Bafflingly, the fake stimulus package was greeted in the press as the second coming of, well, stimulus packages. But that doesn’t make it a stimulus package. Nor has it been clear for what projects the money will be earmarked; nor how it will flow through an economy that is clogged by SOE debt, and where there is no policy certainty around property ownership given the spectre of expropriation of land without compensation.
Perhaps all of this will be discussed at the ANC’s maniacally expensive Stimulus View Dinner, to be hosted at Johannesburg’s swishy Summer Place, a little colonial wonderland where the furniture is made from melted Cecil John Rhodes statues and the soup is served in upturned pith helmets. (Not really, but it should be). The invite for the dinner has been circulating among the hoi polloi over the past week or so, and even among the moneyed classes — not known for their shame — it has resulted in bouts of spontaneous vomiting.
Q: On what planet does the ruling party of a country with over 9.3 million unemployed people send out an invite for a R1-million double-plate dinner party?
A: On Planet South Africa, apparently.
While Ramaphosa will be the star of the show, the country’s seemingly ridiculously crooked deputy president will host a table at which two seats will run to R600,000. The enterprising business tycoon can also watch Gwede Mantashe inhale springbok carpaccio, while Public Enterprises Minister — everybody’s favourite Mr Clean — Pravin Gordhan, sips chilled Moët. Deputy Secretary-General Jessie Duarte will be there. So will her boss, Ace Magashule. And newly-minted finance minister Tito Mboweni, whose recently tabled medium-term budget policy statement was another marker of just how badly the ANC has bungled the country’s economy: he offered not a stimulus package, but a New-York credit agency-mandated austerity regime.
I’ll have the abalone
Anyway, blatant access-buying is a hallmark of how the congress has always “negotiated” with business: give us money, and we’ll play nice. Under Zuma, who preferred cigarette smugglers and secondhand computer salesmen to bankers and hedge fund operators, the ANC routinely reneged on the deal, until such time as former-former finance minister Nhlanhla Nene was fired in December 2015, and the oligarchs got in a snit and demanded a refund. That worked out for about a year or so until another former former finance minister was fired. In order to finally end the war, Zuma’s opposition in the ANC was plied with hundreds of millions of rand in order to mount a campaign for the congress presidency. Team Ramaphosa won. And now they want to win the national elections in 2019, and so those e-wallets must start pinging once again.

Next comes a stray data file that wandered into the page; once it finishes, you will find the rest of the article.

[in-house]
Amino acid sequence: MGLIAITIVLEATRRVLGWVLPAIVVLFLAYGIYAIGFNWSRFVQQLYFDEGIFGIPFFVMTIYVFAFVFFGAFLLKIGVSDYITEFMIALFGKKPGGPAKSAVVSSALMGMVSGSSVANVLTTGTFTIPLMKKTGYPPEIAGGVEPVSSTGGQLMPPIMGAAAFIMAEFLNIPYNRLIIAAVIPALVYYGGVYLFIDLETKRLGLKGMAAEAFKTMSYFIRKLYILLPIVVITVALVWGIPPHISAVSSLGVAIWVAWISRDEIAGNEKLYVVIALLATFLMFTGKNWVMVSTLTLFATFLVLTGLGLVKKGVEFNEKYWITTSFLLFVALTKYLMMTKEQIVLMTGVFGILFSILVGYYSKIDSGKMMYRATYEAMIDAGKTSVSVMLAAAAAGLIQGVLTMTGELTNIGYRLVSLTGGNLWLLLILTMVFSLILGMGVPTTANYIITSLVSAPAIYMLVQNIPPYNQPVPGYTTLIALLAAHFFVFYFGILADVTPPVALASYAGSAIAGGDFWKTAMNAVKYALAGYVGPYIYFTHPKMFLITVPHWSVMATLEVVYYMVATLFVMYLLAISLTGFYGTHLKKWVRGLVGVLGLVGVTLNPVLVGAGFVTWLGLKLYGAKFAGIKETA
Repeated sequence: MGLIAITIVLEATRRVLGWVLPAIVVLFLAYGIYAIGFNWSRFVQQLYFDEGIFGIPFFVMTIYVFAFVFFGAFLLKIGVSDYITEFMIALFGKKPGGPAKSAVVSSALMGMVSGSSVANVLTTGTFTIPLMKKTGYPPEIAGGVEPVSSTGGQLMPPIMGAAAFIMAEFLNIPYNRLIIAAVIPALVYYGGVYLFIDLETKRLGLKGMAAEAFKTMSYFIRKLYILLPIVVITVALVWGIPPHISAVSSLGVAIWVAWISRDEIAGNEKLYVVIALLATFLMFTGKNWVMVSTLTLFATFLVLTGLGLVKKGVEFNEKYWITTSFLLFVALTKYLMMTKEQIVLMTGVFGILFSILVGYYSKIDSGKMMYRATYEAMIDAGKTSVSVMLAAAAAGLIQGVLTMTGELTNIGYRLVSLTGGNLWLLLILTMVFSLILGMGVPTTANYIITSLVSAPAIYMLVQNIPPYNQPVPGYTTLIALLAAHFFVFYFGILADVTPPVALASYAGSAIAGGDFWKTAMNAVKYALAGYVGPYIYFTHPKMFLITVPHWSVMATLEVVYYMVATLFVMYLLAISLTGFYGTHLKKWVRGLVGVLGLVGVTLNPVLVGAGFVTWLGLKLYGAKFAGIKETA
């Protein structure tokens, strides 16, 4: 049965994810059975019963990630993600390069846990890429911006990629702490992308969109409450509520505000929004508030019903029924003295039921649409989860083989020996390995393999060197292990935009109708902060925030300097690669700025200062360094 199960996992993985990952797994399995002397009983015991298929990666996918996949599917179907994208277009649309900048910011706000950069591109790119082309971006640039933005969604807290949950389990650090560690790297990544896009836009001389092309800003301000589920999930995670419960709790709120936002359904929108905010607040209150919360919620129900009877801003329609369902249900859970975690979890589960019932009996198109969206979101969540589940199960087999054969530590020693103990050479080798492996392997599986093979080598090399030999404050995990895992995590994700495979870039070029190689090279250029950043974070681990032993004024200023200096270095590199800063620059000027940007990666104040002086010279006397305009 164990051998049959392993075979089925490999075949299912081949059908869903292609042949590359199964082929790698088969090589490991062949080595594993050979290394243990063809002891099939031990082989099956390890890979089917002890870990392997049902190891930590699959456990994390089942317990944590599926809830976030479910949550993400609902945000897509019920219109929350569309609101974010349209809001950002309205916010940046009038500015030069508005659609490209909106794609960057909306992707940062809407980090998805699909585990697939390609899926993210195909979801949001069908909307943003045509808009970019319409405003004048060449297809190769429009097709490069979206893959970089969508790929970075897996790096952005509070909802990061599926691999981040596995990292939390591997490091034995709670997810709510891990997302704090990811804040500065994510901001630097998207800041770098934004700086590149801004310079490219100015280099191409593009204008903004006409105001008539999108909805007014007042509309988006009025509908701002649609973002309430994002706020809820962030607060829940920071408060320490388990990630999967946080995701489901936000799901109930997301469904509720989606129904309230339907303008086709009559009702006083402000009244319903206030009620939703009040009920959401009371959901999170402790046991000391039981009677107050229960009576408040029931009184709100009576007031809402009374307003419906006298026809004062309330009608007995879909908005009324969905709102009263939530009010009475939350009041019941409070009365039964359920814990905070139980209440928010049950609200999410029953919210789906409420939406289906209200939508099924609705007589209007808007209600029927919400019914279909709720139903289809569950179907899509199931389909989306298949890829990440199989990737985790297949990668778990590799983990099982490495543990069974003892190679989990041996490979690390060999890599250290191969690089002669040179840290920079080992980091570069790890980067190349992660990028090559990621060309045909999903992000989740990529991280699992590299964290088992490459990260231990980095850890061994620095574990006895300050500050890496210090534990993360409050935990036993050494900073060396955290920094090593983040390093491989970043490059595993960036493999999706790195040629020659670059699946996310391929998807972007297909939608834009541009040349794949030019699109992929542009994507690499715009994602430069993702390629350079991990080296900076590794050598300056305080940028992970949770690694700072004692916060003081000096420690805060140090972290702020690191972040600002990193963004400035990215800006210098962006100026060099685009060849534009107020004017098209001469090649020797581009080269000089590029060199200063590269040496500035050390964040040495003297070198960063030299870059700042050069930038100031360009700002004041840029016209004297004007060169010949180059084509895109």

Pay-to-play deals are standard operating procedure in any democracy. But this doesn’t make the deals ethical, and they’re especially disgusting in a country that is routinely described as the most unequal on earth. In a failing post-capitalist kleptocracy, R1-million allows you to whisper sweet nothings into the ear of a “reformer” president, whose inner circle has convinced itself that an alliance with the country’s business elite will result in “growth” and a “better investment environment”. It won’t. Under the cover of darkness — or, rather, in the candlelit confines of Summer Palace — it can only result in corruption.
What’s even more troubling about this Stimulus View Dinner is that it points to Ramaphosa’s greatest weakness (other than, you know, generalised weakness) — his routine conflation of party and state. This is post-liberation Africa’s enduring software bug: the ruling party confuses the walls of its headquarters with the borders of the country. In selling the stimulus as an ANC policy rather than as government policy, Ramaphosa’s (divided) congress is reminding business who is in charge, and where their fate lies. But by jamming cash into the ANC, “business leaders” will not engender great jolts of FDI or a new Silicon Valley. They will just extend the life of the ANC — a stimulus package for discussions about stimulus packages. Even for companies that sat on hundreds of billions of rand of cash during the so-called “investment strike” — which Ramaphosa has supposedly ended — this is a waste of money.
One last thing about the alliance between the ANC and its pet oligarchs: Zuma’s cabal of shysters and chancers may have been bad for legitimate business. But it turns out that legitimate business is also bad for legitimate business. Consider PwC’s recently published “Global economic crime and fraud survey 2018: South Africa”, which rated Sandton corporates as the world’s most fraudulent. So if the ANC is manifestly corrupt, and so are the business leaders paying for the pleasure of dining with them, how can this lead to “reform” or a “new dawn”?
If Ramaphosa was serious about a turnaround, he’d commit himself to a regime of ruthless transparency. He’d fast-track the Political Party Funding Bill before the 2019 elections, which would result in much cleaner party finances leading up to the upcoming campaign. (He won’t). He’d demand from Sandton not money for his party, but assistance in re-envisioning the economy that would result in the break-up of huge monopolies. (Think Germany). He’d decouple in his mind the ruling party from the government, and remind himself that his primary job is to serve all South Africans, not Ace Magashule’s family members’ family members.
The Goodfellas chopper is circulating, and it’s bound to land on the ANC’s head. All criminal syndicates are eventually undone by their own greed. The real shame about the ANC is that an entire country goes down with it. DM
"Last century’s magic is this year’s science." ~ Cherie Priest